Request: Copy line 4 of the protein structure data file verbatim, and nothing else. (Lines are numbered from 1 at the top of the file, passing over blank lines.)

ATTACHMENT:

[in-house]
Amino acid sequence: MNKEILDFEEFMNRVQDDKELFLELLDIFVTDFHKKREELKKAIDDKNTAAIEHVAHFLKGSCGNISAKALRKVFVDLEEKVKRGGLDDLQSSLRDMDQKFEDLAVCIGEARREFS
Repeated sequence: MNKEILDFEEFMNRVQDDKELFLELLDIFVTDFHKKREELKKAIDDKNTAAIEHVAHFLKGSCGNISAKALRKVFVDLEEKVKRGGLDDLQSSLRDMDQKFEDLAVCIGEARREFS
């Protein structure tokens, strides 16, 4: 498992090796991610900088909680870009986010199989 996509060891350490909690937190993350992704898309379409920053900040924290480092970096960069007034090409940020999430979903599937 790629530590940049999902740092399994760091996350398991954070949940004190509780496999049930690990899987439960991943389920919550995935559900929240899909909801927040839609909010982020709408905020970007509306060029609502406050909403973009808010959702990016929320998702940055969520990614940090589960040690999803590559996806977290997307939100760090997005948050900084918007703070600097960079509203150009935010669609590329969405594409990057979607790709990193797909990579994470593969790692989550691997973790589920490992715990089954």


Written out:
């Protein structure tokens, strides 16, 4: 498992090796991610900088909680870009986010199989 996509060891350490909690937190993350992704898309379409920053900040924290480092970096960069007034090409940020999430979903599937 790629530590940049999902740092399994760091996350398991954070949940004190509780496999049930690990899987439960991943389920919550995935559900929240899909909801927040839609909010982020709408905020970007509306060029609502406050909403973009808010959702990016929320998702940055969520990614940090589960040690999803590559996806977290997307939100760090997005948050900084918007703070600097960079509203150009935010669609590329969405594409990057979607790709990193797909990579994470593969790692989550691997973790589920490992715990089954």